The objective of the book to help leaders empower their teams to collaborate despite conflicts free themselves to focus on bigger goals. We have developed a step by step method of doing so using with Empathy, Authenticity & Respect (E.A.R.). This framework has helped a lot of our clients convert conflict into collaboration successfully.
Apart from my own insights, I am also interviewing other people who have successfully led teams. The idea is to bring their unique perspectives to the readers on handling unresolved conflicts to build self-managing collaborative teams. One of my first interviews was with Rajiv Sabharwal, Managing Director & CEO of Tata Capital Limited.
Rajiv has over 30 years of experience in the banking and financial services industry. He was a Partner in True North Managers LLP, which was mainly involved in building and managing businesses with a primary focus in the financial service sector. He has served as an Executive Director on the Board of ICICI Bank where he was responsible for several businesses including retail banking, business banking, rural banking, financial inclusion business and digital banking technology. Rajiv also had successful stints with Sequoia Capital, Godrej Group, SRF Finance, GE Capital and Times Bank.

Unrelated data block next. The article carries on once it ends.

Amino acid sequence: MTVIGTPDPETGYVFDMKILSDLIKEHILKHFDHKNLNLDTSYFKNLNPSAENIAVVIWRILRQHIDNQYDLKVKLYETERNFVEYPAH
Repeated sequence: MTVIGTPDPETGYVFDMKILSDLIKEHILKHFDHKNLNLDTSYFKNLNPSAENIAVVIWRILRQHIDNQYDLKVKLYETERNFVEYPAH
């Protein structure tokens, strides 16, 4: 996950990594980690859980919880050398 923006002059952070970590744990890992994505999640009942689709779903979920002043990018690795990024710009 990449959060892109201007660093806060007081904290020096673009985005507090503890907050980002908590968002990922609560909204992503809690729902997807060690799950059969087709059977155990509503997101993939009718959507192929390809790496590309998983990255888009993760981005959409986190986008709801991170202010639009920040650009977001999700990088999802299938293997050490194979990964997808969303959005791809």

While the book will have a relevant excerpt of the interview, I found the entire interview very insightful. It was interesting to note that he kept on acknowledging his bosses for the accomplishments, for guidance and for listening.
I am sharing the interview excerpts here:
Rohan: What is your first proud moment as a Leader?
Rajiv: I have many proud moments to reflect upon. My career started with consumer durables industry and some of my initial wins of that period stand out. The task of neutralizing the effect of single distributor holding sway in multiple markets and securing company’s long-term interests was a sweet victory. Receiving a call to join the board of ICICI was another proud moment.